Stress at work ‘can increase breast cancer risk by a third’

Work stress can increase risk of breast cancer by a third

WOMEN IN DEMANDING jobs are 30% more likely to develop breast cancer, a study has revealed.

Swedish research has shown that women who feel stressed at work are more likely to develop the disease.

The study, which was carried out on 36,000 women between the ages of 30 and 50 who were in work when the study started in 1990, found that, by 2004, 767 of them had been diagnosed with breast cancer; researchers found that breast cancer risk increased by 30% for those with stressful jobs, after other factors including alcohol consumption, number of children, weight and age, were taken in to consideration.

The reason why stress might increase the risk is unclear, although studies show it may raise levels of the hormone oestrogen, which can heighten the risk of cancer. Another theory is that stress changes women’s behaviour, making them adopt unhealthy habits such as smoking and not exercising.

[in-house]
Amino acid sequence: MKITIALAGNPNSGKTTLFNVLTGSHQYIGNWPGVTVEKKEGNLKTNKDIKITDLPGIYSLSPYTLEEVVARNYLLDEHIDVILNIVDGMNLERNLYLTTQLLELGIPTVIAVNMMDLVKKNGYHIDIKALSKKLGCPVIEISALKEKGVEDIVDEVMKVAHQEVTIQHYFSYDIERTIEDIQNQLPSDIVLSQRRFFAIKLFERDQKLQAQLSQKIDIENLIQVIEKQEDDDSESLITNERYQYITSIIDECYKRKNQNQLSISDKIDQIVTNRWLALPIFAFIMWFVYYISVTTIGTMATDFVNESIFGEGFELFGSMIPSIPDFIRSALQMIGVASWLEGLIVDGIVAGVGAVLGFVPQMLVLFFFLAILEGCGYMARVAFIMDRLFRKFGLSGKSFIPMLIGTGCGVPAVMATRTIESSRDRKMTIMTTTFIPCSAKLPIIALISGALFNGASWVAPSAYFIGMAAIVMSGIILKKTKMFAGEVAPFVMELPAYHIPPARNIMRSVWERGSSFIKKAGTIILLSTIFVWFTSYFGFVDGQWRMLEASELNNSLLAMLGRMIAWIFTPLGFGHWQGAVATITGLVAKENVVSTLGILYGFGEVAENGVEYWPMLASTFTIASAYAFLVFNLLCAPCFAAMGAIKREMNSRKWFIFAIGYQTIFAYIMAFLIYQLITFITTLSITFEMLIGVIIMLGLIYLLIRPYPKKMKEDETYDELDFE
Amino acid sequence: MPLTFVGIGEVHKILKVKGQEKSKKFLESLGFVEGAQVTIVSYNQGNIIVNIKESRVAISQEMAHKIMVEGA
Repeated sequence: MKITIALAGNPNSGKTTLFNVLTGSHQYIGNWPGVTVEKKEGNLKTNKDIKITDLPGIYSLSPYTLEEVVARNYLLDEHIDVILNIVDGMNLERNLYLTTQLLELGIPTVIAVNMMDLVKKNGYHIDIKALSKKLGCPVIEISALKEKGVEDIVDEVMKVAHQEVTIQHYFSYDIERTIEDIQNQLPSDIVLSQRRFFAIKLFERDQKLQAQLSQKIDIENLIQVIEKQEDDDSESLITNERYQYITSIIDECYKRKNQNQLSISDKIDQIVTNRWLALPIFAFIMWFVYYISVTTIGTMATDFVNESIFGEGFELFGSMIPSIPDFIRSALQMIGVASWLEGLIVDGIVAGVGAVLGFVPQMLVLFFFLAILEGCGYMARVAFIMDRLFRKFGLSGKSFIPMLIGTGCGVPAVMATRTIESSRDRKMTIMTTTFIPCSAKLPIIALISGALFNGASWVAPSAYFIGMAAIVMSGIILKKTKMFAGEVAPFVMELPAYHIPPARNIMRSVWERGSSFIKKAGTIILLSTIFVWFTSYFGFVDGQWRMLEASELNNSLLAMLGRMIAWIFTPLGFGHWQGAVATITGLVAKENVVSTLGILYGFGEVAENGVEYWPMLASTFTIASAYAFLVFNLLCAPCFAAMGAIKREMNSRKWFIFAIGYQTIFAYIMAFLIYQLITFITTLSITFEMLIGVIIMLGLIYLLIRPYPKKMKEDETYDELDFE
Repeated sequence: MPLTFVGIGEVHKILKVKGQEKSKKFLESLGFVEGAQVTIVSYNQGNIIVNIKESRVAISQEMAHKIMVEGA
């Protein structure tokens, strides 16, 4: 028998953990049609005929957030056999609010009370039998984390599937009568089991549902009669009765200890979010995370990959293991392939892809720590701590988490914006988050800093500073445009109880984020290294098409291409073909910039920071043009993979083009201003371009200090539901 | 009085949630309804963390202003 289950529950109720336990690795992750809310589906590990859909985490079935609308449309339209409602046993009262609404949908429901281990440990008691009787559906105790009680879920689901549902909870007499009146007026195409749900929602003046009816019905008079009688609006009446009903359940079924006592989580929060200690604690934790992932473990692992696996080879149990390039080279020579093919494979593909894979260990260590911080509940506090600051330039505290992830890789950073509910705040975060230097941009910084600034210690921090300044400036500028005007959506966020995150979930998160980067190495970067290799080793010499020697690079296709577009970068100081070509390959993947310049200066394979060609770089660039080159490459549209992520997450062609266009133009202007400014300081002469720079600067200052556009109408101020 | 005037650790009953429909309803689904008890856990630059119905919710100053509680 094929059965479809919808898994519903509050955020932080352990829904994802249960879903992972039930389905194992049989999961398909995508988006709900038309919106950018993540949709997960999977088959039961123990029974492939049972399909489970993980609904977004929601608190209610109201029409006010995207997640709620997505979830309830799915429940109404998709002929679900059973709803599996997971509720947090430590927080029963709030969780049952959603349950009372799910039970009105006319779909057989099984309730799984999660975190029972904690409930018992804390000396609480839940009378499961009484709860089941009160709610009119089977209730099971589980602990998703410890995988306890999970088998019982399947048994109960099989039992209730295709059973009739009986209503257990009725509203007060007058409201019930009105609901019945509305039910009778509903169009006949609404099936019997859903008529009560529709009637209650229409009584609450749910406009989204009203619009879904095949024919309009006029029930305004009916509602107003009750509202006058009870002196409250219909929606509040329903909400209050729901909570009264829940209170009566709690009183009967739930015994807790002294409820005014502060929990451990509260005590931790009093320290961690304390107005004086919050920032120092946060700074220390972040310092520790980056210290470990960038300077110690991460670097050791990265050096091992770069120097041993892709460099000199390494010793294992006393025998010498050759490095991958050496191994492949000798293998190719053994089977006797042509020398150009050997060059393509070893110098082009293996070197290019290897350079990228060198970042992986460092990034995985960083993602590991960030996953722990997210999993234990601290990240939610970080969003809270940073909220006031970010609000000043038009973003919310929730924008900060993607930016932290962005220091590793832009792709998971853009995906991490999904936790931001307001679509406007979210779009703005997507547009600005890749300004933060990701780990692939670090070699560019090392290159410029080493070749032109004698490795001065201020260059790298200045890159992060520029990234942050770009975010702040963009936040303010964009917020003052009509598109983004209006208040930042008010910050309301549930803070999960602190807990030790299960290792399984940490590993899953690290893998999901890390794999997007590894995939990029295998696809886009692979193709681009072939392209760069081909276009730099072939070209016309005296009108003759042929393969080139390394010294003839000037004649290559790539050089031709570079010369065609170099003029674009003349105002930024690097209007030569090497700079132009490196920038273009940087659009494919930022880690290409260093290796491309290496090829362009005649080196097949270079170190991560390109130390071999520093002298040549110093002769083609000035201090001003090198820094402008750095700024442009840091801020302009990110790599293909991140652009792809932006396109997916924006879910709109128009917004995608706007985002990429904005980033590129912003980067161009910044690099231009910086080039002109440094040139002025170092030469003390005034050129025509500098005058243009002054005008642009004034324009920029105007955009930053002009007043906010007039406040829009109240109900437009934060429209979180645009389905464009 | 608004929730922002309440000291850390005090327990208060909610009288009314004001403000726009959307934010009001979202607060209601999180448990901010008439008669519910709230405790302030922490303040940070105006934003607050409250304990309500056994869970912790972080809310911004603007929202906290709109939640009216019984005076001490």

Dr Emma Pennery, of the charity Breast Cancer Care, agreed that stress could potentially weaken the immune system, and spark a string of cancer-boosting behaviour: ‘Previous studies have failed to provide any convincing link between breast cancer and stress.

‘One of the difficulties is that it is hard to measure stress, it’s an objective thing. But if people are stressed, that can lead to unhealthy behaviour.

‘If women feel stressed, they may not eat as well, they may drink more and they may do less exercise. All these can increase the risks of breast cancer.’ (1 October 2007)

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